Vision Songs, Vol. 1

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Vision Songs, Vol. 1 Review

by Paul Simpson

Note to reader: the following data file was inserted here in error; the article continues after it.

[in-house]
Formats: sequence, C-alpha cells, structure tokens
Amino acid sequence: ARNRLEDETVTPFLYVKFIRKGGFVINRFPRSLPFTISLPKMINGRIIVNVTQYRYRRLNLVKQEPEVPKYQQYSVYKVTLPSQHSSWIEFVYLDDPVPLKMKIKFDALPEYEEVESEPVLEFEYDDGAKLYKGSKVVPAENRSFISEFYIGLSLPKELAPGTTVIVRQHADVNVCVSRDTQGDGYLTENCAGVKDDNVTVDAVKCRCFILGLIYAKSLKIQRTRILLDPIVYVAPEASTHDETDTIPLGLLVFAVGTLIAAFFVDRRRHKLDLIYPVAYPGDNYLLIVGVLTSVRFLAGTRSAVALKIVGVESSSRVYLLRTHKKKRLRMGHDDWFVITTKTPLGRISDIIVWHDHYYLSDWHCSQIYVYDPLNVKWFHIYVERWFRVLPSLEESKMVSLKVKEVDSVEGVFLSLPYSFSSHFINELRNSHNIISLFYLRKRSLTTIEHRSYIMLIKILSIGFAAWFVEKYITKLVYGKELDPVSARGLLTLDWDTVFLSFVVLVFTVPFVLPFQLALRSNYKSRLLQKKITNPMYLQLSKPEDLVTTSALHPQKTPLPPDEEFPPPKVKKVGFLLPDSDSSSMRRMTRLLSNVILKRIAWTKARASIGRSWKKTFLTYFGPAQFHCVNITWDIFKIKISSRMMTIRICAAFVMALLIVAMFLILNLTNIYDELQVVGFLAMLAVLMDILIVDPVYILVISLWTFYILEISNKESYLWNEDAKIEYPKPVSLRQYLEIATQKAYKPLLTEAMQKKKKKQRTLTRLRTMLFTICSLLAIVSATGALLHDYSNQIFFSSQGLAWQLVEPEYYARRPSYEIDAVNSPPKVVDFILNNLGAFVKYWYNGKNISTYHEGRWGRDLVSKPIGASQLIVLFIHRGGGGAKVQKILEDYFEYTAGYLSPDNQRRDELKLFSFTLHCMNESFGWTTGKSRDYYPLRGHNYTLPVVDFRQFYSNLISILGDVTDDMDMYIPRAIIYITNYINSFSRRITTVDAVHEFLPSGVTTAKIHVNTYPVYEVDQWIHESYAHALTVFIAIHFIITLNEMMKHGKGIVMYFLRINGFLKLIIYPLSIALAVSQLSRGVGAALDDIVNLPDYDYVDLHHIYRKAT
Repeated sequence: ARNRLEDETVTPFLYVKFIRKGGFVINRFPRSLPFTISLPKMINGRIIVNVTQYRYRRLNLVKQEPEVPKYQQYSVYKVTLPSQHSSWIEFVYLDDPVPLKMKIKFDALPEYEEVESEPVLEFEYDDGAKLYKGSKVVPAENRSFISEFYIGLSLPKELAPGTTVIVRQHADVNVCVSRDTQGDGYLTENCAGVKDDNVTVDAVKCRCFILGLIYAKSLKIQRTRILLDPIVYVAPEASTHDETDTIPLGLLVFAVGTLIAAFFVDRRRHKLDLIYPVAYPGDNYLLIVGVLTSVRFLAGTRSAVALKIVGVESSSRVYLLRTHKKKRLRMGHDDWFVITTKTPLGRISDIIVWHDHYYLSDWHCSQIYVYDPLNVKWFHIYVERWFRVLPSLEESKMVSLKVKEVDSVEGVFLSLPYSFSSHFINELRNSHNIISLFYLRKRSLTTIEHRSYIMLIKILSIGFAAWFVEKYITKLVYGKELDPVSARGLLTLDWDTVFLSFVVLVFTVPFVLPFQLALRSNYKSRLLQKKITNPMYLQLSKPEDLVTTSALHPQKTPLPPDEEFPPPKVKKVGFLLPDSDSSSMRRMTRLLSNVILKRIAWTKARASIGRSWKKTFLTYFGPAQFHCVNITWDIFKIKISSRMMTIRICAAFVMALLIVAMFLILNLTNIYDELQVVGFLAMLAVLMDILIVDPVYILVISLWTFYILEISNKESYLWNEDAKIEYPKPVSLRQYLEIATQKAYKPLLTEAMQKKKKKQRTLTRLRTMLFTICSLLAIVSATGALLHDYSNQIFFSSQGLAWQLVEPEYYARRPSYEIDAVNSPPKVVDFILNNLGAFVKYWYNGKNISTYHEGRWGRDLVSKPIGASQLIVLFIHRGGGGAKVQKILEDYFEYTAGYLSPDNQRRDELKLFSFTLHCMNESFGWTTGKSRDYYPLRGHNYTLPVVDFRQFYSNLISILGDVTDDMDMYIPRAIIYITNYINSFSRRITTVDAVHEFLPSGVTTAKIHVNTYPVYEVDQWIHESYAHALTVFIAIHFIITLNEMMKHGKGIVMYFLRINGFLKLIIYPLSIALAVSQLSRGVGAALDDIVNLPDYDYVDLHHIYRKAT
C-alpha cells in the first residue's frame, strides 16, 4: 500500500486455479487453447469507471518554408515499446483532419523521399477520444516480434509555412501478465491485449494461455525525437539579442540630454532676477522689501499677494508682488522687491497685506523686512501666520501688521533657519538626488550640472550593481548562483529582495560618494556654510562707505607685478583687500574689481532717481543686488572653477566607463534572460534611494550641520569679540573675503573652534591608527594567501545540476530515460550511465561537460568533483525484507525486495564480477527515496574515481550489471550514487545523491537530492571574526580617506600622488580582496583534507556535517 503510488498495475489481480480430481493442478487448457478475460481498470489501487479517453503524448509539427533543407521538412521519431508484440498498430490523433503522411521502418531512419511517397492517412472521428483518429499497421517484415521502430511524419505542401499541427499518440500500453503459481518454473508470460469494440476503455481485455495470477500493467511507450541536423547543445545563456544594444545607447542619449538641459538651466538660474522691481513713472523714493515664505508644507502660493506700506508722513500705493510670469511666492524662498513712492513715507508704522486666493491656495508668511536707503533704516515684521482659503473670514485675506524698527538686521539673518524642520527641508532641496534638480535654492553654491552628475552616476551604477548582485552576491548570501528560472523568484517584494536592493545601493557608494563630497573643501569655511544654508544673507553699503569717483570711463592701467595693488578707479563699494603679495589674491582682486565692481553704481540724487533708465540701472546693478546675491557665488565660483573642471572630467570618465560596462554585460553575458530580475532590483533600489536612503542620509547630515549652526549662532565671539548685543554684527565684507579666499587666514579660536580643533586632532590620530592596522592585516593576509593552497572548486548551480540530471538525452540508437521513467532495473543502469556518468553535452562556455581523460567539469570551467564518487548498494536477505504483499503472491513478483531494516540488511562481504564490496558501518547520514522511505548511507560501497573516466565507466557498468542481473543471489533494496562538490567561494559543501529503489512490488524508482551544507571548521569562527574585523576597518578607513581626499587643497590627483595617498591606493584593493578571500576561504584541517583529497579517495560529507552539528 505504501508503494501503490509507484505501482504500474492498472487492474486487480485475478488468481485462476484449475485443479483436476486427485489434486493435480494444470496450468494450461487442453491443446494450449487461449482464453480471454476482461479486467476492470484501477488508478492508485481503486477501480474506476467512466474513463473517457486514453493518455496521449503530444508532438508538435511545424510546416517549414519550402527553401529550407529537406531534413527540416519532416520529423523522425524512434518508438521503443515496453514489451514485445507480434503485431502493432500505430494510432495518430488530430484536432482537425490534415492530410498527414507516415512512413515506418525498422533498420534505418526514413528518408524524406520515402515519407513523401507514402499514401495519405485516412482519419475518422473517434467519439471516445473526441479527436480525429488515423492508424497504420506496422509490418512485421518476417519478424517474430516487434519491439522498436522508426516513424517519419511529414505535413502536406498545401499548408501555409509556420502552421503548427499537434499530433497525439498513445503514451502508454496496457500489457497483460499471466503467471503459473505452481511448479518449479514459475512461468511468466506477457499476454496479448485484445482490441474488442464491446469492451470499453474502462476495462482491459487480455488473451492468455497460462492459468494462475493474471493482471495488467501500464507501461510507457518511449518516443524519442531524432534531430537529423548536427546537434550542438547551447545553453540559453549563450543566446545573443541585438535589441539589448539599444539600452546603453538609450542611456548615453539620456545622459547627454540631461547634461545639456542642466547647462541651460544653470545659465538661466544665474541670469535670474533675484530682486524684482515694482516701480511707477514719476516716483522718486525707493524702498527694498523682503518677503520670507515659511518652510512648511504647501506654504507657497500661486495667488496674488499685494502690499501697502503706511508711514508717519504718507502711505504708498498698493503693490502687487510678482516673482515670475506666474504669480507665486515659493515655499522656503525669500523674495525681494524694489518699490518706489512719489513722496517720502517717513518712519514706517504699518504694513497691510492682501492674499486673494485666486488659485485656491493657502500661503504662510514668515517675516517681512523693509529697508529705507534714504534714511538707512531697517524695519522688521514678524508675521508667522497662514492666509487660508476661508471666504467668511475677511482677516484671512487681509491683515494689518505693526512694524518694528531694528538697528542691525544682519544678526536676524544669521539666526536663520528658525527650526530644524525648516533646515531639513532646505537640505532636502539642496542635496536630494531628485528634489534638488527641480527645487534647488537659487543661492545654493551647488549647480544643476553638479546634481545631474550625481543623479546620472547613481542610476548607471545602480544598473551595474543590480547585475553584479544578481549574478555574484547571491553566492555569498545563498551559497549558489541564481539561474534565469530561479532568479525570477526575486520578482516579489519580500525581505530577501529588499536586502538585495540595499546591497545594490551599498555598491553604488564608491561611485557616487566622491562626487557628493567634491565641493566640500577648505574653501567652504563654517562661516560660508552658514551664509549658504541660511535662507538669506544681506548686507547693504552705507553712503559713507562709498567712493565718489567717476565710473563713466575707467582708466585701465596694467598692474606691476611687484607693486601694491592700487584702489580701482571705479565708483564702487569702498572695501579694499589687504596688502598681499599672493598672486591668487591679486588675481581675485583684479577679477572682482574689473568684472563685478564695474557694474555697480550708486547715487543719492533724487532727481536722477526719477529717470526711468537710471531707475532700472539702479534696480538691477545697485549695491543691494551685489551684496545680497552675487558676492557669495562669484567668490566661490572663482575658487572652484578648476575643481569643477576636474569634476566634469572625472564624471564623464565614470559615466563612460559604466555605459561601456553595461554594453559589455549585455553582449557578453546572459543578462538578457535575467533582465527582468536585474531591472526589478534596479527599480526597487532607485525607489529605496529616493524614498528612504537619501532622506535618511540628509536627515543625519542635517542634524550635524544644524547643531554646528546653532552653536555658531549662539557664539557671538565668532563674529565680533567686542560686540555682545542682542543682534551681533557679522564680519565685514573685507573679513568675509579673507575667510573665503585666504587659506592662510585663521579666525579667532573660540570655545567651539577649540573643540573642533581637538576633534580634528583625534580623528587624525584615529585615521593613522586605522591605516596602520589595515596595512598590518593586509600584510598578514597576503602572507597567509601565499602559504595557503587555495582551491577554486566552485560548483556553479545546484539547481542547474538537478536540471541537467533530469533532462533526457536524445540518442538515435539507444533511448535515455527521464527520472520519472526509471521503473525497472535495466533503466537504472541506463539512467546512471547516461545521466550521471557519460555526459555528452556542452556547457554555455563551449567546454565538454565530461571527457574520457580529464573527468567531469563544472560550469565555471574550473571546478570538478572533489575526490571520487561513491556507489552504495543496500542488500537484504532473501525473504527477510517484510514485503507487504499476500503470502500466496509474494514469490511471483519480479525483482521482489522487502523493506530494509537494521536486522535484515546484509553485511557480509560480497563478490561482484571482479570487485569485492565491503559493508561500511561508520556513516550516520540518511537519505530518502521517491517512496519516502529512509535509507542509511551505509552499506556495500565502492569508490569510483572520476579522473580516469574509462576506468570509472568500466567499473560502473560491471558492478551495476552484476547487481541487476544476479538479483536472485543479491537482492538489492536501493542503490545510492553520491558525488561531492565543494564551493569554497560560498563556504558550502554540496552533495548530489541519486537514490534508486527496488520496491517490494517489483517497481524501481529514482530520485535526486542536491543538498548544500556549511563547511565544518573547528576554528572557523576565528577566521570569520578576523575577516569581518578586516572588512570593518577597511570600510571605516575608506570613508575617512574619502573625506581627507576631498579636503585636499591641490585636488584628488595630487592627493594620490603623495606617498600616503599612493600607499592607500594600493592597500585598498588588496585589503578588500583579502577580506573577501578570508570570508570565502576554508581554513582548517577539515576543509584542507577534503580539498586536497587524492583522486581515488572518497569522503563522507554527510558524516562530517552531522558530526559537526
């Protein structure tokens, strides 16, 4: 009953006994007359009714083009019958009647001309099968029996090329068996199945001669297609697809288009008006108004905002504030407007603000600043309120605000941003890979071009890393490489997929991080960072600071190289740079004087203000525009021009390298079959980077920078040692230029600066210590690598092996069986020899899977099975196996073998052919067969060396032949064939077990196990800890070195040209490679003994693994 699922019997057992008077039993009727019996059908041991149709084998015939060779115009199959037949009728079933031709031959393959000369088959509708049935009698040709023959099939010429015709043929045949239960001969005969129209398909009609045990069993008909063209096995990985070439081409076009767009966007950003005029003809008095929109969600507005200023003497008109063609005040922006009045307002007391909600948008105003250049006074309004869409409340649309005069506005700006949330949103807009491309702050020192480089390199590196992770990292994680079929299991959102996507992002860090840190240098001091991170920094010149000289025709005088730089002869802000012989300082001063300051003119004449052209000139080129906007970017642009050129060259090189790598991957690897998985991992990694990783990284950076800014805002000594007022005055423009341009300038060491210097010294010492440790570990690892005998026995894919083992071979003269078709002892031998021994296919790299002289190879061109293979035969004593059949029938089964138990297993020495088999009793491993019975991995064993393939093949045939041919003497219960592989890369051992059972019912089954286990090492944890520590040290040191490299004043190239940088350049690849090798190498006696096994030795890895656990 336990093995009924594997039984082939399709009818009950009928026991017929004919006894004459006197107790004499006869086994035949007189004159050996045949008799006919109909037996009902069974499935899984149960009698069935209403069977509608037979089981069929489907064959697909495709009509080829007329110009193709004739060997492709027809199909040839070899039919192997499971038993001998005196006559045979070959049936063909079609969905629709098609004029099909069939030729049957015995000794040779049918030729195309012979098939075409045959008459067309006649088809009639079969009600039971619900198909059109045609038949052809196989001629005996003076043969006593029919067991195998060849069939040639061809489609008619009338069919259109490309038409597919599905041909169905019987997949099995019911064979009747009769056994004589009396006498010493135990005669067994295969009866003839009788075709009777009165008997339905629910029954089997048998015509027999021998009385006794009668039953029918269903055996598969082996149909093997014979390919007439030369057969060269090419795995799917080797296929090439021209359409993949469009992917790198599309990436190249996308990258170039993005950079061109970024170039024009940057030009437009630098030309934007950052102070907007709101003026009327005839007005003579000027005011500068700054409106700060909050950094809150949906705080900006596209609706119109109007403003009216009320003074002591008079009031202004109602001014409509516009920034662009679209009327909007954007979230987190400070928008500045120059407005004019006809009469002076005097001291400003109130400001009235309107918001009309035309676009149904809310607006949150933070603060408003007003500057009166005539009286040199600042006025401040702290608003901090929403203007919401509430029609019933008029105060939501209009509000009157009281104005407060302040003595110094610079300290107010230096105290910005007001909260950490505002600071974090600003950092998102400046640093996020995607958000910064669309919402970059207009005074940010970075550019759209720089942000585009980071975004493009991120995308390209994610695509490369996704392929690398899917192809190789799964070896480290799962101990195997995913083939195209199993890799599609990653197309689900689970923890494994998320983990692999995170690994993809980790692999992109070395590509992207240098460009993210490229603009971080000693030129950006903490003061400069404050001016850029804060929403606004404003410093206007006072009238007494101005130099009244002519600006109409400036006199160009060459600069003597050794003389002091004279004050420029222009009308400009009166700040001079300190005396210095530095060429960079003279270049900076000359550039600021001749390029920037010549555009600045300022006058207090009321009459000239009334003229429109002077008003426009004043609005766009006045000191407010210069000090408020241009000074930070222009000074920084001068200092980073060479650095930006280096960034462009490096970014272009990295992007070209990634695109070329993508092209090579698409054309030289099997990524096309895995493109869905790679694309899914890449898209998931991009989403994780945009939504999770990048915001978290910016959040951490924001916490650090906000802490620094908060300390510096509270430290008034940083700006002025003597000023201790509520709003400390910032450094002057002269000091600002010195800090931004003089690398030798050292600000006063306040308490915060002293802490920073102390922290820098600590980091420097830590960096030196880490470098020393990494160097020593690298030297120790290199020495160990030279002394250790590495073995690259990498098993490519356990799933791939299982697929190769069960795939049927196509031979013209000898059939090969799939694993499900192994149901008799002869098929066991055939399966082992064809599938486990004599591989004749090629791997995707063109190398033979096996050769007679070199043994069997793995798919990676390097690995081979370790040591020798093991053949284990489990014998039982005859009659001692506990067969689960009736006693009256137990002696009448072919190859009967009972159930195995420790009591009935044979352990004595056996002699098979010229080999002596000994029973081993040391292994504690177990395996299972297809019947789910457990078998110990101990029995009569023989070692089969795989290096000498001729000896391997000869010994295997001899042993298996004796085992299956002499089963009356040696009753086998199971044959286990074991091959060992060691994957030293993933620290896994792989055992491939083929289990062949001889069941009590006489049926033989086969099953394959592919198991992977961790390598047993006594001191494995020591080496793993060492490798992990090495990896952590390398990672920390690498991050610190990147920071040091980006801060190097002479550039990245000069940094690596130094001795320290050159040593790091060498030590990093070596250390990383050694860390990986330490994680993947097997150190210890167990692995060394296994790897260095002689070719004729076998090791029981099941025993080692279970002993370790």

Laraaji is a master of countless instruments, and his music has explored numerous styles and moods, but he's probably best known for his hypnotic instrumental works utilizing hammered dulcimer and zither, particularly his Eno-produced opus Ambient 3: Day of Radiance (1980). However, he possesses a rich, commanding voice, and on 1984's Vision Songs, Vol. 1, he recorded an album's worth of avant-garde devotional synth pop songs that sound like nothing else on Earth. The album's songs were all captured from spontaneous recording sessions, and they generally fade in and out, focusing on peak moments of the artist's marathon sessions. He plays peppy melodies on his zither or cool, relaxing tones from a Casio MT-70 keyboard, accompanied by blippy beats provided by a cheap drum machine, which is generally set to the same drum pattern. The lyrics are the focus for this album, and they're usually either mystical mantras ("Hare Jaya Jaya Rama") or words of awareness and enlightenment. None of the pieces are properly composed, structured songs, but he sings them with such spirit and clarity that they resonate more strongly than much of the music on the radio. Many of the songs are catchy enough to immediately resemble songs you've been listening to for years. "Om Namah Shivaya" is particularly moving, with uplifting lyrics ("Be still and know your underlying source of freedom/Your underlying sense of okay/Your underlying source of power/Divine"), sung with such a natural confidence and absence of worry. It's way too short, at less than two minutes, but fortunately he also released an album containing a 40-minute recording of the mantra-like piece. The longest track on Vision Songs, the eight-minute "All of a Sudden," is another easy highlight, similarly showcasing Laraaji's warm voice singing about the birth of a new era of awareness. As divine and spiritual as this album is, the musician (who is also a laughter meditation guru) keeps a sense of playfulness and humor on tracks like "Cosmic Joe" and "Is This Clear? III," where he gradually speeds up the song's pitch. Accessible and friendly yet highly profound, Vision Songs is a truly uncommon work, and easily one of Laraaji's best.

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